Mobile developers are more likely to start out by building their app for iOS, but Android is becoming a more common first priority, according to a recent Forrester study. The shift is to be expected given Android's overwhelming market share globally, onlookers noted.

Forrester: Mobile developers’ top priority is still iOS, but Android is closing in

on Sep 5, 13 • by Chris Bubinas • with No Comments

Mobile developers are more likely to start out by building their app for iOS, but Android is becoming a more common first priority, according to a recent Forrester study. The shift is to be expected given Android's overwhelming market share globally, onlookers noted...

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Mobile developers are more likely to start out by building their app for iOS, but Android is becoming a more common first priority, according to a recent Forrester study. The shift is to be expected given Android’s overwhelming market share globally, onlookers noted. However, the changing mobile development landscape has many paying close attention.

According to the Forrester Developer Survey, 35 percent of mobile developers name iOS as their first priority for mobile development, followed by 27 percent who start out developing for Android. That’s a significant change compared to numbers gathered last year by mobile analytics firm Flurry, which found that new projects in iOS outnumbered those in Android by a factor of two to one in the first quarter of 2012. Despite the closing gap, iOS still has a bit of a marquee edge, TechCrunch suggested, noting that apps like Vine and Instagram were first built for the Apple platform.

Nonetheless, Android development is ultimately more common, with 84 percent of developers ranking Android phones as some level of priority, as opposed to 77 percent saying the same for iPhones. Less well-received have been the Windows RT operating system, which runs on Microsoft’s tablets, as well as the recently launched BlackBerry 10. Both lag far behind Windows Phone, which is the fifth most common priority, iOS and Android for tablets are factored in. Overall, 30 percent of developers said they had worked on a mobile app or website in the past two years.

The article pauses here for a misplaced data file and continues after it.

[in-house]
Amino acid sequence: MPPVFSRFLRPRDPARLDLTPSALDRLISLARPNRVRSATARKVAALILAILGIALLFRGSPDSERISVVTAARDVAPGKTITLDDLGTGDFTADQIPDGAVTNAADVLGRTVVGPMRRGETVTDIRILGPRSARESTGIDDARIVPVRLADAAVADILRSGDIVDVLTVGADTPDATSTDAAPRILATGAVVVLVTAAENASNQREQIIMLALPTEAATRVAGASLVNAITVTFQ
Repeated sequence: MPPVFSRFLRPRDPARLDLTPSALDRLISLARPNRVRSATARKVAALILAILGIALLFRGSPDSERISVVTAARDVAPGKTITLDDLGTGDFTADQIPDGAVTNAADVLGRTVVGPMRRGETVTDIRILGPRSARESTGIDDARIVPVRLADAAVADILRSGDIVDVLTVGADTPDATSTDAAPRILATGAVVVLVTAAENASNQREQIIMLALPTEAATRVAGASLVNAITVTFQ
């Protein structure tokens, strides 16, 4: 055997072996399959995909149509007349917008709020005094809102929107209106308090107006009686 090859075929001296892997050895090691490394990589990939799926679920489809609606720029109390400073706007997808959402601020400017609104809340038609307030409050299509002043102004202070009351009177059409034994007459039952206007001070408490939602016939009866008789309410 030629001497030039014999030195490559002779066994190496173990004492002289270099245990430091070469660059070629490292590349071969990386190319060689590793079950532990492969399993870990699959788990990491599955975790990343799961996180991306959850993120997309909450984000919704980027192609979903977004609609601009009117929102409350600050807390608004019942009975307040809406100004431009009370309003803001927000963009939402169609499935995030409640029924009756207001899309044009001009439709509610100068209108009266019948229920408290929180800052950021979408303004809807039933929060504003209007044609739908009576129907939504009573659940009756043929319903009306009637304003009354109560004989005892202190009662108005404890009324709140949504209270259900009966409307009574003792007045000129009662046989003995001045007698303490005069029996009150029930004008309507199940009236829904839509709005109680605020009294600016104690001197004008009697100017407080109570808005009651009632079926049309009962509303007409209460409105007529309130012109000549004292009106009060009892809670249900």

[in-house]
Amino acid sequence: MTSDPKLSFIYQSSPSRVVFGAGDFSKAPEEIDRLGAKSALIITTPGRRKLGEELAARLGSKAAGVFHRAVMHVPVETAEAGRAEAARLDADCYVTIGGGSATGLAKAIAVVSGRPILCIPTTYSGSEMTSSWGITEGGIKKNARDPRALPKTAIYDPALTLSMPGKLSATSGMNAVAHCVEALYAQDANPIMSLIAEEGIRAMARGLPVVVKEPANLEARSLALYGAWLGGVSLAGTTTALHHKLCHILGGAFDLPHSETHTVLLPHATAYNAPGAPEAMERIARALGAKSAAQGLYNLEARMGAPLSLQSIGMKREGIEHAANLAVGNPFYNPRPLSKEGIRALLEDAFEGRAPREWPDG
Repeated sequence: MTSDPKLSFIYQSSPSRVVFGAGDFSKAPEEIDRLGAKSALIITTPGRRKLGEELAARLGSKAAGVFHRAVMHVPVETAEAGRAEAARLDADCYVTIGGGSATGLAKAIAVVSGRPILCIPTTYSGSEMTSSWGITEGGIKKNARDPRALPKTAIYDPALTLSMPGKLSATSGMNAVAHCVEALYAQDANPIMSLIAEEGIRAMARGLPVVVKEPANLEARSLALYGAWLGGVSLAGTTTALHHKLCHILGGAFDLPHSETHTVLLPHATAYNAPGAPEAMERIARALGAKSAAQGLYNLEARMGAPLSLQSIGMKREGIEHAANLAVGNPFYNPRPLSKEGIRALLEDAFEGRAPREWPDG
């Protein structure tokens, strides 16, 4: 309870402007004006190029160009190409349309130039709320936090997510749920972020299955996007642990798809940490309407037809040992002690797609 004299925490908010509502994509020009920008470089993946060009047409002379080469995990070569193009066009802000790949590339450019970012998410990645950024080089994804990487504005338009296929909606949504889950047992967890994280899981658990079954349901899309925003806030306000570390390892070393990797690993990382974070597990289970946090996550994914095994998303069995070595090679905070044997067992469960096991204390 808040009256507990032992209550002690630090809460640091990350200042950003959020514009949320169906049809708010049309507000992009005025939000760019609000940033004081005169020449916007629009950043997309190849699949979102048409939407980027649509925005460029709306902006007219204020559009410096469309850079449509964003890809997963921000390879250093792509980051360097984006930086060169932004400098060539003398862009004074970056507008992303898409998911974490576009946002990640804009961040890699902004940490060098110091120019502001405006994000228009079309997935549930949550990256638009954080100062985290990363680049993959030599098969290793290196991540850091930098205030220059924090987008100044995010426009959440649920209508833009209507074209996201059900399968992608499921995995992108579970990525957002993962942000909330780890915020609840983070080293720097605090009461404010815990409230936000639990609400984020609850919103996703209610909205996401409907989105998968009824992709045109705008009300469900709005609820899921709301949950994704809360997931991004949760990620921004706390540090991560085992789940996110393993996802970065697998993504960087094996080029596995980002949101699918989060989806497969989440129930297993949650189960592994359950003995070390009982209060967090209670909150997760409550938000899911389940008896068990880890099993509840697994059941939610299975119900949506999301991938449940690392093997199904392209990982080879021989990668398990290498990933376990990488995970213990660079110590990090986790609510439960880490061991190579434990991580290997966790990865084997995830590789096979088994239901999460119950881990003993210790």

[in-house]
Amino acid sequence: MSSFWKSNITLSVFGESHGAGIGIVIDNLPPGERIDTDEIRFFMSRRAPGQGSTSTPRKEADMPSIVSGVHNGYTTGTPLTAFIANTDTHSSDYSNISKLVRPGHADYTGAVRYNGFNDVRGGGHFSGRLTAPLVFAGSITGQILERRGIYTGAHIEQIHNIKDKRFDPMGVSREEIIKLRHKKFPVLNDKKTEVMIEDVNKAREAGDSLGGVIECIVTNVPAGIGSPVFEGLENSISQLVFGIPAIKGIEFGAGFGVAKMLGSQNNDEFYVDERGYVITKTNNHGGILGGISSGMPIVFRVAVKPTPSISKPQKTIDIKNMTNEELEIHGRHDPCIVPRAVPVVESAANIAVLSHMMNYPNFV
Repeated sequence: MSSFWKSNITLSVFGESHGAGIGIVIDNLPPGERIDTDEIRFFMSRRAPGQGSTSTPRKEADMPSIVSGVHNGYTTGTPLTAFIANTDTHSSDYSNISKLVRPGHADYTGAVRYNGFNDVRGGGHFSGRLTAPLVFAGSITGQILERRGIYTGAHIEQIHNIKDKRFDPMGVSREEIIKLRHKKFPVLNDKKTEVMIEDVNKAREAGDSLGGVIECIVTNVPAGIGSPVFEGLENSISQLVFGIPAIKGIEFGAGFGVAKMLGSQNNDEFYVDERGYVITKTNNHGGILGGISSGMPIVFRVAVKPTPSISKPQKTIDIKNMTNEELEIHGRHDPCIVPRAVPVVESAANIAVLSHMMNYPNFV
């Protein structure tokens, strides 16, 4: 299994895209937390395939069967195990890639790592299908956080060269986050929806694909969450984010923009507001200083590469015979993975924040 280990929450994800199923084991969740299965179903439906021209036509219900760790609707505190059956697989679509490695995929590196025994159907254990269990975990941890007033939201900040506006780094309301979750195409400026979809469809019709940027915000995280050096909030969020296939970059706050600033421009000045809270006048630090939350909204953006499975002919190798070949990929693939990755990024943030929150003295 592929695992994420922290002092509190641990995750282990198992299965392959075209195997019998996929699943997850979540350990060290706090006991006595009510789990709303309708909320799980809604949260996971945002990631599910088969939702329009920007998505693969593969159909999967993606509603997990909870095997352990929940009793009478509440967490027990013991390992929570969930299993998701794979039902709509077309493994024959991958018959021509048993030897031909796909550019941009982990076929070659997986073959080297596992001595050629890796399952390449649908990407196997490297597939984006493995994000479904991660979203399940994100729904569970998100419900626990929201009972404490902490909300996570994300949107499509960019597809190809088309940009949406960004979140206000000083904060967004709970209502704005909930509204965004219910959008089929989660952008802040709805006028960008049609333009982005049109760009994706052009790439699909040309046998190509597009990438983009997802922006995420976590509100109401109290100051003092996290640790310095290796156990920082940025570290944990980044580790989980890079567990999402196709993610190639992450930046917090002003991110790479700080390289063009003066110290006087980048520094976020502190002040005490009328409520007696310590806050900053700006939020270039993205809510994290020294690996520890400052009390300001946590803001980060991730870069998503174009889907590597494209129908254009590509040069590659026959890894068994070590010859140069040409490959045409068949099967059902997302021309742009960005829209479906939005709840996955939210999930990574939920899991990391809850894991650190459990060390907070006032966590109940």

Why iOS or Android?
Although Forrester doesn’t delve into the rationale for each priority, the explanation given for developers preferring iOS is that it generally offers better app monetization and is easier to build for, since there is less ecosystem diversity. According to a separate study from VisionMobile earlier this year, however, Android is often chosen for faster speed and lower cost of development.

“Android is an easier base-level platform for developers to learn and introduce themselves to, especially if they’re new to mobile development,” said Kristen Nicole, senior managing editor of SiliconANGLE.

Nonetheless, as mobile developers’ priorities shift and they begin to work in new environments – particularly ones with as many variations as Android phones – having the tools in place to avoid errors is essential. Mobile developers can benefit from using tools such as static analysis software to identify and correct mistakes in their code. With a source code analysis program, programmers can move smoothly between development environments without worrying about the tiny oversights that such shifts can easily cause.

Software news brought to you by Klocwork Inc., dedicated to helping software developers create better code with every keystroke.

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